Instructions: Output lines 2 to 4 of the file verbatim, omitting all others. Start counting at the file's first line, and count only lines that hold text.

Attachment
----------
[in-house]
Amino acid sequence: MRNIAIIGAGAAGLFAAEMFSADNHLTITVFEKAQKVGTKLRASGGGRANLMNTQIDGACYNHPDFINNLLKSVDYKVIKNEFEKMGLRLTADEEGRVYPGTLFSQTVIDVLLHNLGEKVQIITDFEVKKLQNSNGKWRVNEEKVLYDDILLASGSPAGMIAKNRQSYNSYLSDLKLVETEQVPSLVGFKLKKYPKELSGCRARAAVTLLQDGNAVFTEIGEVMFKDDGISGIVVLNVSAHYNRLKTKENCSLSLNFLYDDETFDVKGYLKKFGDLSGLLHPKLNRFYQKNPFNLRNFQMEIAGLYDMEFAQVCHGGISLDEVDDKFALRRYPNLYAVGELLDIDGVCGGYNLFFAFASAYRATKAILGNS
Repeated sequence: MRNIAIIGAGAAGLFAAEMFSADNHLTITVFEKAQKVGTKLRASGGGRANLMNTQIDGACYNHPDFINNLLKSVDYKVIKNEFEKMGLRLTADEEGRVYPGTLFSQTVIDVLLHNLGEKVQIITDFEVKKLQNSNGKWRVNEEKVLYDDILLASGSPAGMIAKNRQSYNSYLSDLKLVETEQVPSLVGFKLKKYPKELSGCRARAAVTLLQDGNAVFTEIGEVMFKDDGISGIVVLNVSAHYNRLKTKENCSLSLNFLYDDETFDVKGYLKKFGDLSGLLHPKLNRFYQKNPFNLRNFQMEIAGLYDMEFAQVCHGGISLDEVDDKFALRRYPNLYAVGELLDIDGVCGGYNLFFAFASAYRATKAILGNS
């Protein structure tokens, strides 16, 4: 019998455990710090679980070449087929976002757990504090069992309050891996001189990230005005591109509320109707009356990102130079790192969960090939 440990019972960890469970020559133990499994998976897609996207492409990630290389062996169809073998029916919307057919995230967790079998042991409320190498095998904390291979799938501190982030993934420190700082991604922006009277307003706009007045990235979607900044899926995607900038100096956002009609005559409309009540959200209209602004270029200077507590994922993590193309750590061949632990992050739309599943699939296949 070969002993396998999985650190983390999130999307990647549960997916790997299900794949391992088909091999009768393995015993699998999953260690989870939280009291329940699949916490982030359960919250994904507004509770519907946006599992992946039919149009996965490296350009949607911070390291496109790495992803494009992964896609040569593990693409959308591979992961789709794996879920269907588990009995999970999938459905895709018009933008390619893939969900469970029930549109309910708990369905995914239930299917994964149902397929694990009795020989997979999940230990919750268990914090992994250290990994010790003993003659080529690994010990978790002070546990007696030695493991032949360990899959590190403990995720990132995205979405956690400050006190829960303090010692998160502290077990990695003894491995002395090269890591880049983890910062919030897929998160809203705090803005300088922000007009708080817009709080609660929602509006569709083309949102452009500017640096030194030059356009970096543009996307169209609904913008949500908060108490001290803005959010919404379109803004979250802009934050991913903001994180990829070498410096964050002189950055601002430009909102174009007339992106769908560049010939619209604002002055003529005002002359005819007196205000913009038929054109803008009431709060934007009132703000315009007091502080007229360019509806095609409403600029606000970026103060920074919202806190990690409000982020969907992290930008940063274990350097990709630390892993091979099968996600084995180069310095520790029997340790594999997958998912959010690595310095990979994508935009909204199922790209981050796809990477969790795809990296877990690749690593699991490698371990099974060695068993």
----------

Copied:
Amino acid sequence: MRNIAIIGAGAAGLFAAEMFSADNHLTITVFEKAQKVGTKLRASGGGRANLMNTQIDGACYNHPDFINNLLKSVDYKVIKNEFEKMGLRLTADEEGRVYPGTLFSQTVIDVLLHNLGEKVQIITDFEVKKLQNSNGKWRVNEEKVLYDDILLASGSPAGMIAKNRQSYNSYLSDLKLVETEQVPSLVGFKLKKYPKELSGCRARAAVTLLQDGNAVFTEIGEVMFKDDGISGIVVLNVSAHYNRLKTKENCSLSLNFLYDDETFDVKGYLKKFGDLSGLLHPKLNRFYQKNPFNLRNFQMEIAGLYDMEFAQVCHGGISLDEVDDKFALRRYPNLYAVGELLDIDGVCGGYNLFFAFASAYRATKAILGNS
Repeated sequence: MRNIAIIGAGAAGLFAAEMFSADNHLTITVFEKAQKVGTKLRASGGGRANLMNTQIDGACYNHPDFINNLLKSVDYKVIKNEFEKMGLRLTADEEGRVYPGTLFSQTVIDVLLHNLGEKVQIITDFEVKKLQNSNGKWRVNEEKVLYDDILLASGSPAGMIAKNRQSYNSYLSDLKLVETEQVPSLVGFKLKKYPKELSGCRARAAVTLLQDGNAVFTEIGEVMFKDDGISGIVVLNVSAHYNRLKTKENCSLSLNFLYDDETFDVKGYLKKFGDLSGLLHPKLNRFYQKNPFNLRNFQMEIAGLYDMEFAQVCHGGISLDEVDDKFALRRYPNLYAVGELLDIDGVCGGYNLFFAFASAYRATKAILGNS
């Protein structure tokens, strides 16, 4: 019998455990710090679980070449087929976002757990504090069992309050891996001189990230005005591109509320109707009356990102130079790192969960090939 440990019972960890469970020559133990499994998976897609996207492409990630290389062996169809073998029916919307057919995230967790079998042991409320190498095998904390291979799938501190982030993934420190700082991604922006009277307003706009007045990235979607900044899926995607900038100096956002009609005559409309009540959200209209602004270029200077507590994922993590193309750590061949632990992050739309599943699939296949 070969002993396998999985650190983390999130999307990647549960997916790997299900794949391992088909091999009768393995015993699998999953260690989870939280009291329940699949916490982030359960919250994904507004509770519907946006599992992946039919149009996965490296350009949607911070390291496109790495992803494009992964896609040569593990693409959308591979992961789709794996879920269907588990009995999970999938459905895709018009933008390619893939969900469970029930549109309910708990369905995914239930299917994964149902397929694990009795020989997979999940230990919750268990914090992994250290990994010790003993003659080529690994010990978790002070546990007696030695493991032949360990899959590190403990995720990132995205979405956690400050006190829960303090010692998160502290077990990695003894491995002395090269890591880049983890910062919030897929998160809203705090803005300088922000007009708080817009709080609660929602509006569709083309949102452009500017640096030194030059356009970096543009996307169209609904913008949500908060108490001290803005959010919404379109803004979250802009934050991913903001994180990829070498410096964050002189950055601002430009909102174009007339992106769908560049010939619209604002002055003529005002002359005819007196205000913009038929054109803008009431709060934007009132703000315009007091502080007229360019509806095609409403600029606000970026103060920074919202806190990690409000982020969907992290930008940063274990350097990709630390892993091979099968996600084995180069310095520790029997340790594999997958998912959010690595310095990979994508935009909204199922790209981050796809990477969790795809990296877990690749690593699991490698371990099974060695068993």